The other problem with the paleo diet is that it is not entirely based in science. Many of the Paleo diets out there say you should not eat wheat, even though we know that cavemen did in fact eat wheat and other grains. These diets also don’t recommend that you eat blubber and the big lumps of fat that were also a large part of the caveman diet!
A final problem is that many Paleo diets encourage people to cut out beans and lentils and to get their protein from meat and fish instead. Many studies over the last few years are clear that eating too much animal protein is linked with more cancer and heart disease. Eating some vegetarian meals based on beans and lentils is a great way to get your protein without always going for meat.
Is this a diet we should follow? I think there is a lot we can learn from the Paleo diets. We could all do with eating less salt, sugar and processed foods and adding in more nuts and seeds as well as more vegetables. However, I think following a strict Paleo diet could lead to low levels of calcium and vitamin D and so it is not suitable for children or teens and adults would need to think about a calcium supplement.

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Ask Sarah

Q I’ve heard a lot about the Paleo diet and as I am very interested in reducing the amount of processed foods and grain based meals my family eats, we are considering following this diet. From what I read it seems to be a back-to-basics type of eating. Is a Paleo diet safe for children? My kids are aged seven and nine.

A The Paleo diet is one of the most fashionable diets around at the moment. It is also known as the ‘caveman diet’ and is based on cutting out processed foods, starchy foods like bread and potatoes and eating more meat, vegetables and fruit.
As fad diets go, it is not the worst but there are some good and bad sides to it. Reducing the amount of processed foods we eat is always a good idea and by doing that you will usually reduce the amount of fat, salt and sugar you eat, which is a good thing! The problem with the Paleo diet is that it also cuts out dairy (on the basis that cavemen didn’t drink milk) and this means that the diet is very low in calcium. For this reason it is really not suitable for children who do need a lot of calcium for growing bones. How did cavemen manage without dairy? They ate a lot more food than we do (up to 10,000 calories per day compared to the 2,000 most of us eat). By eating that amount of food they were able to pick up just enough calcium from green vegetables and seeds. To put it in perspective, you would need to eat 16 servings of broccoli a day to get all the calcium you need. This is easier to do if you eat 10,000 calories per day rather than 2,000.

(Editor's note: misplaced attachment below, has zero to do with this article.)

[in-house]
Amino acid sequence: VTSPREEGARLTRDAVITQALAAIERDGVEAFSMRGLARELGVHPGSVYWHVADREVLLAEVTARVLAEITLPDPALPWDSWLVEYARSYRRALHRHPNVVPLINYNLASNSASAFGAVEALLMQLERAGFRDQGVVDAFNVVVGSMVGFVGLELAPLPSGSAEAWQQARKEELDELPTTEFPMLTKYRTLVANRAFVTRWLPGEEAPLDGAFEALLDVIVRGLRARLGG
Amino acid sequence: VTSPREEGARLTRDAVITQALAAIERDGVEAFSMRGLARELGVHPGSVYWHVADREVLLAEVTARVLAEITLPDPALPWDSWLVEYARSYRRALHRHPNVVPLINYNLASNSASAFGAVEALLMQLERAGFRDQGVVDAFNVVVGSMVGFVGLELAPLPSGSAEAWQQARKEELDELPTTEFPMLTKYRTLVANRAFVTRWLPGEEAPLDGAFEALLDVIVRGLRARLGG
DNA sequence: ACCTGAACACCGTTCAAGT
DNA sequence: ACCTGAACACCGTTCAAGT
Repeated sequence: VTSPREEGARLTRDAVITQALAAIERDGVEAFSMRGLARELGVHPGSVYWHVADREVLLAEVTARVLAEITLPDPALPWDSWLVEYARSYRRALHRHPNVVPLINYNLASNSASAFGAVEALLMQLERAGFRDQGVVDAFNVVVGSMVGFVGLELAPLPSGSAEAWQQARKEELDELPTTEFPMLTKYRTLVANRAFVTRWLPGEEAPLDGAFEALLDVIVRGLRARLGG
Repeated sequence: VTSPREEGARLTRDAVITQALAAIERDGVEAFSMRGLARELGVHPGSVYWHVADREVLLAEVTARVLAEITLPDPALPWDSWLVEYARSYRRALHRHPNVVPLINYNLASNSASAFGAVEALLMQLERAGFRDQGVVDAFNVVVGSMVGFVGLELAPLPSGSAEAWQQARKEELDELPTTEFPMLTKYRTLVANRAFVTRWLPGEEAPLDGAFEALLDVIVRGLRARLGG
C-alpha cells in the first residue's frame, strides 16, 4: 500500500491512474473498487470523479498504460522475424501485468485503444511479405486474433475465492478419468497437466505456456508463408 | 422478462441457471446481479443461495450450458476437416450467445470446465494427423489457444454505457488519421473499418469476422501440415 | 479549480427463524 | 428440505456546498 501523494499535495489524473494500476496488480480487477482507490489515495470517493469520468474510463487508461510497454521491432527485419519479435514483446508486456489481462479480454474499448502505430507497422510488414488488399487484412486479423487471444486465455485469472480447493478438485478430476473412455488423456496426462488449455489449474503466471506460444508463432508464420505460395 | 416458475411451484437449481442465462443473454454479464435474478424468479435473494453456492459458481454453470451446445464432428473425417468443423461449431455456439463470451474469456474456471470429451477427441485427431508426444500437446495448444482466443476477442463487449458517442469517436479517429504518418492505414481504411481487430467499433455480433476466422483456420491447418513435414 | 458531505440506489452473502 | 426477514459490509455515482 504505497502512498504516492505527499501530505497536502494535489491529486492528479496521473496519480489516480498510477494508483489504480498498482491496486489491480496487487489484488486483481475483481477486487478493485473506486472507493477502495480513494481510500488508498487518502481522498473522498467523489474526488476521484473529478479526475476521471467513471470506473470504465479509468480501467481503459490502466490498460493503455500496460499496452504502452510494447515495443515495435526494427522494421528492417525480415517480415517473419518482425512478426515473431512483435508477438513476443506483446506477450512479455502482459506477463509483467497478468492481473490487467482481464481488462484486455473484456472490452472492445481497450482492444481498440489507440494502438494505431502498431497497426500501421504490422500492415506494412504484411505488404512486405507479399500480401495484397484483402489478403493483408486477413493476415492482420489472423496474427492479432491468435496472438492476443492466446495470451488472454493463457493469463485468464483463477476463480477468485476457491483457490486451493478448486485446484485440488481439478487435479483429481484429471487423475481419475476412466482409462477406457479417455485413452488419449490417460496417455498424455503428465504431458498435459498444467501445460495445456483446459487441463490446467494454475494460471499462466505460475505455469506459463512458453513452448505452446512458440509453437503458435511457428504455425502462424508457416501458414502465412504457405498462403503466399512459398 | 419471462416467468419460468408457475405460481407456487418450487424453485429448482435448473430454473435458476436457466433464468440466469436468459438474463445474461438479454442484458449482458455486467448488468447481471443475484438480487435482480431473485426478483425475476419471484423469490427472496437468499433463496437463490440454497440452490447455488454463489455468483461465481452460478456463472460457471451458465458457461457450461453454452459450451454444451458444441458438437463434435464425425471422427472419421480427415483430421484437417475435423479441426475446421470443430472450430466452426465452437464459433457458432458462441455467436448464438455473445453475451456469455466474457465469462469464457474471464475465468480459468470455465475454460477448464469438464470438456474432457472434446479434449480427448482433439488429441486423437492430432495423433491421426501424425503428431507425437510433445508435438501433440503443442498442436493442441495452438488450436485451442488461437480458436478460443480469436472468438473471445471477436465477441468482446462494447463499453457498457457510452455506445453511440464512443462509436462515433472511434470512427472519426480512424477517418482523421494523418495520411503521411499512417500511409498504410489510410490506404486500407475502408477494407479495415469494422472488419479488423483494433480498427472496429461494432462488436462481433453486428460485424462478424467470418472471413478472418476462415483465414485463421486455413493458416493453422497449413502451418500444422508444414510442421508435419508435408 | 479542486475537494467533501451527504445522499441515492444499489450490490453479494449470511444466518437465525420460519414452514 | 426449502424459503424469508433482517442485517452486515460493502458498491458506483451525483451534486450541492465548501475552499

The other problem with the paleo diet is that it is not entirely based in science. Many of the Paleo diets out there say you should not eat wheat, even though we know that cavemen did in fact eat wheat and other grains. These diets also don’t recommend that you eat blubber and the big lumps of fat that were also a large part of the caveman diet!
A final problem is that many Paleo diets encourage people to cut out beans and lentils and to get their protein from meat and fish instead. Many studies over the last few years are clear that eating too much animal protein is linked with more cancer and heart disease. Eating some vegetarian meals based on beans and lentils is a great way to get your protein without always going for meat.
Is this a diet we should follow? I think there is a lot we can learn from the Paleo diets. We could all do with eating less salt, sugar and processed foods and adding in more nuts and seeds as well as more vegetables. However, I think following a strict Paleo diet could lead to low levels of calcium and vitamin D and so it is not suitable for children or teens and adults would need to think about a calcium supplement.